A Missourian in Colorado

Skidmore had many friends in Colorado.  Former residents who had temporarily moved west to escape the heat of the summer and those who permanently relocated to start new lives were frequent correspondents and frequent hosts to family and friends who came for visits.  The Skidmore Standard shared a number of items from the Wray, Colorado Rattler, as several Skidmore families had moved to that area.

Other Colorado news came by way of letters home.  W. R. Joel wrote to friends back in Skidmore, and the Standard obliged by publishing his letter on page 1 of its September 28, 1900 edition:

A Missourian in Colorado

Canon City, Colo., Sept. 22, 1900
Editor Standard:
Much has been published in your paper during the few months just passed, about the “Centennial State,” but as I have not seen anything from this part of the state I will try and give the reader a vague idea of the greatest garden spot, and the most picturesque part of Colorado.

Canon City is located 161 miles southwest of Denver.  The Denver & Rio Grande R. R., the Santa Fe and a branch road to Cripple Creek are located here.  Canon City is one of the prettiest towns on the globe.  It has an altitude of 5,280 ft above sea level, the population is about 5,000, that is including both North and South Canon as the Arkansas river divides the town.

The town has a great variety of industries, the largest zinc, copper and lead smelter in the world is located here, the state Penitentiary, a pickling factory, a brick factory and a fire clay brick factory, the Cripple Creek district power house, and a city lighting plant.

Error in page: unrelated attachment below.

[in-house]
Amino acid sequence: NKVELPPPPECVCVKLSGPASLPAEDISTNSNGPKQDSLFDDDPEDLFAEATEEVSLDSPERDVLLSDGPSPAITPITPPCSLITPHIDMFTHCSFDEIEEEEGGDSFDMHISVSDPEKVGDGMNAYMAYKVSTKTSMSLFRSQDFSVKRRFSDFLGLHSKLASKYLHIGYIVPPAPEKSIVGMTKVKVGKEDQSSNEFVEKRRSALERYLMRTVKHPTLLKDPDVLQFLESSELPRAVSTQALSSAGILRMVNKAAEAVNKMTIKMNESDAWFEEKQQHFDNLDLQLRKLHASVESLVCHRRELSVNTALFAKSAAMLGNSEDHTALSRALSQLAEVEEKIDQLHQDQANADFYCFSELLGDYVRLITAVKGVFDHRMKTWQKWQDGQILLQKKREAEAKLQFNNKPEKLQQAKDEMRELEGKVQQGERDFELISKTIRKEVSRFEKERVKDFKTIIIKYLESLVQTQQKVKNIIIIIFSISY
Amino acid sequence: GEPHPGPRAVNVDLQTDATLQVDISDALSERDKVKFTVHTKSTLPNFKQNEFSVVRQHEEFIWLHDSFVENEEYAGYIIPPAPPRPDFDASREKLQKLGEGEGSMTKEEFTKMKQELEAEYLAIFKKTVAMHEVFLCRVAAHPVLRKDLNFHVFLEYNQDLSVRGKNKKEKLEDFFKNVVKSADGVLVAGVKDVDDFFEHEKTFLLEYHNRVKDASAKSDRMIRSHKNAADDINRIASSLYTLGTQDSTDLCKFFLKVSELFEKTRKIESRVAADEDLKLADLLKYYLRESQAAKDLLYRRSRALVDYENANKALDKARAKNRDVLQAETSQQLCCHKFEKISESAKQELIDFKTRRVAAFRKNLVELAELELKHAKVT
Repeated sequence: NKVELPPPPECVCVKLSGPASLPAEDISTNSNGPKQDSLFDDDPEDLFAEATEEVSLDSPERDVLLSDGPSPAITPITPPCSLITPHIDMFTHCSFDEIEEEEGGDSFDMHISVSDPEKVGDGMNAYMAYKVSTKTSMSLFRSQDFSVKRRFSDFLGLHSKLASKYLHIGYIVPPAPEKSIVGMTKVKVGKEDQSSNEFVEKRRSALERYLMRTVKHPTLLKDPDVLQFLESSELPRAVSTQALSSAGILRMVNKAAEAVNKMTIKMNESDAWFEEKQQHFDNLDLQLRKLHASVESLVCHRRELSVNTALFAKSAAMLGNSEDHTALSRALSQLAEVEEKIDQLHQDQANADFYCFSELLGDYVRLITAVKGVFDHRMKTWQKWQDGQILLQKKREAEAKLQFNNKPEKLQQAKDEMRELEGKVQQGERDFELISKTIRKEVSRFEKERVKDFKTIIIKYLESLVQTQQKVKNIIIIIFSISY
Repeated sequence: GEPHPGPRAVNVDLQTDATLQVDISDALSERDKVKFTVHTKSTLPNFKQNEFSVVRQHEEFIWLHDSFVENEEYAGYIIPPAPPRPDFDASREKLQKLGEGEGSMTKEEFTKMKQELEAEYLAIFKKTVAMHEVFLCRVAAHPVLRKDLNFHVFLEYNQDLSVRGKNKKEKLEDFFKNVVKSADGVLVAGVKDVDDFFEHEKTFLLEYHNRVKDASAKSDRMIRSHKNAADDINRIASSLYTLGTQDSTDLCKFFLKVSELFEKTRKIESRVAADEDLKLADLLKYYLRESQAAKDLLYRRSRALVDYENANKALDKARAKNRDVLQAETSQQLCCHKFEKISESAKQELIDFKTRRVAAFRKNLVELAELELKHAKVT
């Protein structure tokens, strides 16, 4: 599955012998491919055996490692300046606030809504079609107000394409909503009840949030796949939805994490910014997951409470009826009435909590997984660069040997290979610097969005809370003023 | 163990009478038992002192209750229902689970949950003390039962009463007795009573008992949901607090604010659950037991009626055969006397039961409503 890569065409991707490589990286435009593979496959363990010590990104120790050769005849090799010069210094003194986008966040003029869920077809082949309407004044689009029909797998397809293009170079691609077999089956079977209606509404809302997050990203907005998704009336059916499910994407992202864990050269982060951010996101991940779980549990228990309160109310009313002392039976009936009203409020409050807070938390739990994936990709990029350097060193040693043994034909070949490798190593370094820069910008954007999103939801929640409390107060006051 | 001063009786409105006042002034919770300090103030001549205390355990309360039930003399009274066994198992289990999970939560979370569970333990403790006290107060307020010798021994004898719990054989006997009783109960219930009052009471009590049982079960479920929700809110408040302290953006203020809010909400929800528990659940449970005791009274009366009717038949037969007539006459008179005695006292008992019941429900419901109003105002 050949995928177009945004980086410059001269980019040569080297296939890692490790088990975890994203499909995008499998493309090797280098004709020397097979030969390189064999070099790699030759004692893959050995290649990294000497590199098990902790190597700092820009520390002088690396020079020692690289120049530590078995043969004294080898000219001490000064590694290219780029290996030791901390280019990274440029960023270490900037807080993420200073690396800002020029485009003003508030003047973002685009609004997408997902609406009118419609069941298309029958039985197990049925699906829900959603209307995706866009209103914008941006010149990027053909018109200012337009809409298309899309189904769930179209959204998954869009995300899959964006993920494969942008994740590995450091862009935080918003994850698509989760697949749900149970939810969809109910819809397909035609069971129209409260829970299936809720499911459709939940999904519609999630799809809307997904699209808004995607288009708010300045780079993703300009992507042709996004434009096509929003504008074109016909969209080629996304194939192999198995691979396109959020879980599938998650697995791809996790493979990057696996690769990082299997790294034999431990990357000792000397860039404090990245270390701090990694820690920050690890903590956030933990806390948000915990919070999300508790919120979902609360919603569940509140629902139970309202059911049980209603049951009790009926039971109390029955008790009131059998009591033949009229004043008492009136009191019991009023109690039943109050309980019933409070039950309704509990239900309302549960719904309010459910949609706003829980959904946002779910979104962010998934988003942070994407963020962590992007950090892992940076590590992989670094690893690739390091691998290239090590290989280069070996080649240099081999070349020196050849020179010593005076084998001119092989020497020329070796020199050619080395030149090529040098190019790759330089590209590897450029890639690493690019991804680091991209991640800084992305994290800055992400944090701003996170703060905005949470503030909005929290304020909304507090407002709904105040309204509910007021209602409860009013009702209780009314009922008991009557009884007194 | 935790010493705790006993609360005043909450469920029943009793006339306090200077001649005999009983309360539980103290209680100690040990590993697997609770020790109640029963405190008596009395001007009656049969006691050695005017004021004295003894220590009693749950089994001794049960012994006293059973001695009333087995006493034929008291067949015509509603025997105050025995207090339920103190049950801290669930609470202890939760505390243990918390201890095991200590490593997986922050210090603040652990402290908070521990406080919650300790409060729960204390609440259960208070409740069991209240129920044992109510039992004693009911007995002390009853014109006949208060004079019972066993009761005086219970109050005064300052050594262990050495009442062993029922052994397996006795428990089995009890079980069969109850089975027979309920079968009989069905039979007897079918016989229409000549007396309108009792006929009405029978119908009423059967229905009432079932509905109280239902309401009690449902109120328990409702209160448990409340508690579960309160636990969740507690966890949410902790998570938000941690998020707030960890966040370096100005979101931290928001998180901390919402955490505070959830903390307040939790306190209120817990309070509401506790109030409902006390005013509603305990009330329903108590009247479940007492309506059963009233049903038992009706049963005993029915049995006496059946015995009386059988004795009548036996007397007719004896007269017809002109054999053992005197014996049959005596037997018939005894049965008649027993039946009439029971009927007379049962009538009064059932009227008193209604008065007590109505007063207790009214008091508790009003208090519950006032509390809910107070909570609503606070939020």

The Cripple Creek power house is located here because both water and fuel are plentiful.  The current is conducted to Cripple Creek over wires where it is used for lighting purposes and for running machinery at the mines.

There has been but one rain here since the first of June and that fell a week ago last Sunday, but nevertheless this is a great fruit and vegetable country, one of the greatest in the state; everything is raised by irrigation.  Apples, pears, plums, peaches, grapes, and all kinds of small fruits and vegetables are raised in abundance.  The farms are small, ranging from __ to 20 acres in size, and from $100 to $1,000 price per acre, depending upon location ot irrigation ditch and improvements.

All kinds of business is well represented here, wages are only fair.  One will see more sickly, weak looking people here in a day than they will in Missouri in a month.

Everyone here seems to think that Colorado will elect a clean Republican ticket.

The mineral springs are a great attraction to hundreds of people every summer.

I am going on a trip next week to Wet Mountain Valley, through the Royal Gorge and a great many other places of interest, and in my poor way I will try and tell you about them all.

It takes one-third longer to cook potatoes here than it does in Missouri, and twice as long to cook beans.  One woman farther along on Current Creek cooked beans for three days and then they were not done.  At Almont, Colo., you can hold your hand in water that is boiling and not feel the effects of the heat; this is all due to the high altitude.  If you Missourians don’t believe this, just come out here and I’ll show you.

We have had two heavy frosts here since I have been here, and one suffers with the cold at night with an overcoat on.

I will close for this time, but will try and write again.

Yours truly,
W. R. Joel

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